Tom Watson, to whom I wasn't kind recently, quotes my vituperation and suggests it points to a condition not of indifference to Democratic victory, but of fear. "Now I'm fairly convinced we quake."
He writes and means as criticism:
Victory isn't good enough. A national mea culpa won't do it. Investigations and self-examination don't get it done. An over-the-horizon pullback from the Iraq morass is a half-measure. Incrementally more competent, in-touch, less doctrinaire leadership is merely an infield single. It's all not enough.To which I say: Not enough, and worse. This is the incompetence dodge, or the competence fallacy remixed. Watson has misread my writing. I don't believe that "incrementally more competent . . . less doctrinaire leadership" by Democrats is any more viable, desirable, or likely than an incrementally more competent, less doctrinaire war in Iraq. It is not the execution that I rail against, but the enterprise.
I'm not, of course, under any illusion that a vote for a third party, or an abstention from the vote altogether, will reverse a century of American imperialism. Not the the pieties of Wilson, the brutal war-happiness of Teddy Roosevelt, the nuclear insanity of Truman, the multi-administration genocide of millions of Vietnamese, the Latin American murderousness of Reagan, or the bombastic, dimwitted destruction of Iraq by our regnant dauphin. But the weak utilitarian argument that asks my affirmation for a Democratic legislature inimical to the current person of the president is just that: weak. In a recent post I made a point that I think bears repeating: the institutional Democratic Party was able to maintain unity to save, as the saying goes, social security, but they were unable to mount even a significant verbal opposition to the curtailing of habeas corpus. In the immortal words of Walter Sobchack: "These are our basic freedoms, dude." It is not that I'm immune to the tragedy of penury in old age, nor even the oft-repeated apocrypha about grandmas forced to dine on catfood, though I find the bathos of such anecodalism un peu tawdry. It's that compared to a mad charge on the very bedrock of our society, the legal foundation on which every other freedom we should hold was built, the so-called social security debate is a trifle. Defenders of the Democrats say: Well, the congressional Democratic leadership knew that there weren't sufficient votes to sustain a filibuster, so what was the point? I say: That's precisely the point. There weren't enough votes to sustain a filibuster. Consider that. Consider what that means: a payroll deduction more important than feedom from arbitrary imprisonment.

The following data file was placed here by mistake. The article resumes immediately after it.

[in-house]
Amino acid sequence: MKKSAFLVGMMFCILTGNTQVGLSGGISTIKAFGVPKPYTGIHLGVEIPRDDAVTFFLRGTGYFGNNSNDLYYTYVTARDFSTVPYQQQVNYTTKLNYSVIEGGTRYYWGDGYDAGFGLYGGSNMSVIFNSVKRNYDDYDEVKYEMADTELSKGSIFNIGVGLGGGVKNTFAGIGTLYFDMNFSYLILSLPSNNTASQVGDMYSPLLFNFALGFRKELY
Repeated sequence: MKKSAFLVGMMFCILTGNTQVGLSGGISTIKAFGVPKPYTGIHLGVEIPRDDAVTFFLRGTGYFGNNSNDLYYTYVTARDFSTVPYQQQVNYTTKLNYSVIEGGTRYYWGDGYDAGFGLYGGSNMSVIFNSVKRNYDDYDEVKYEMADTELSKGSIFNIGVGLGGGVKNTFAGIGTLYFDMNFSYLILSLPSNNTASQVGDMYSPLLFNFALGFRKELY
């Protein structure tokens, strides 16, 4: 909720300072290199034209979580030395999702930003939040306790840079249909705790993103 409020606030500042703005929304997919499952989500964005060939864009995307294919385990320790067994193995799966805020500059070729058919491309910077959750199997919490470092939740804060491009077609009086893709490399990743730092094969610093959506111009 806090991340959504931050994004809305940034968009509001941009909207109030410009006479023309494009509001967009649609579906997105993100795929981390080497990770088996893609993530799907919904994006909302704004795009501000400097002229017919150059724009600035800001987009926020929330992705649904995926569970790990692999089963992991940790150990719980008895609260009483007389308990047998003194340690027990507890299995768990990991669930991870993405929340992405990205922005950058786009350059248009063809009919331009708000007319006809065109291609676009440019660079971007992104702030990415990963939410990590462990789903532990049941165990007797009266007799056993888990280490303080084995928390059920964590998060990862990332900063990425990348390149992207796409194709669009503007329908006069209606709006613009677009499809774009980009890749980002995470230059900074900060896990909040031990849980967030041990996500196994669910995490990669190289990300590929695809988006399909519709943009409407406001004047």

The Poor Man, whom I've also criticized on this point, replied that we should confine our rage to those thirteen Democrats who turned coat. That too is an evasion. If, as Democrats often argue, the two-party system is truly so implacable as to demand that we don't act as "spoilers," wasting our votes on so-called vanity candidates; if, in other words, we must choose one of two institutional parties because only the instutions of those parties have the collective power to actually affect change, then it's hypocrisy and more to say that we should praise the collectivity for its successes but only damn it in pieces when it fails. The Democratic Party either does or does not work in our interests, and if it can't or won't, then cut it off. Cut it out. Cut it down.
From the Democratic Party, I hear only the same tired proposals to make a kinder, gentler American imperialism, no less ludicrous than the "compassionate conservativism" promised by our little prince six years ago. It isn't a pledge to fundamentally alter our errant ways; it's a pledge to make them more palatable to the broad, boring people who don't pay very much attention. It's a promise to hide from view the cruel necessities of our debased policies to the rest of the world.
Tom Watson seems to be a good, intelligent man. So do many current advocates for the Democrats, who recognize their inherent weaknesses but have convinced themselves better a little than none, better now than never.
A kind smile on the way to the gallows is no antidote for the hangman.
UPDATE: First link fixed.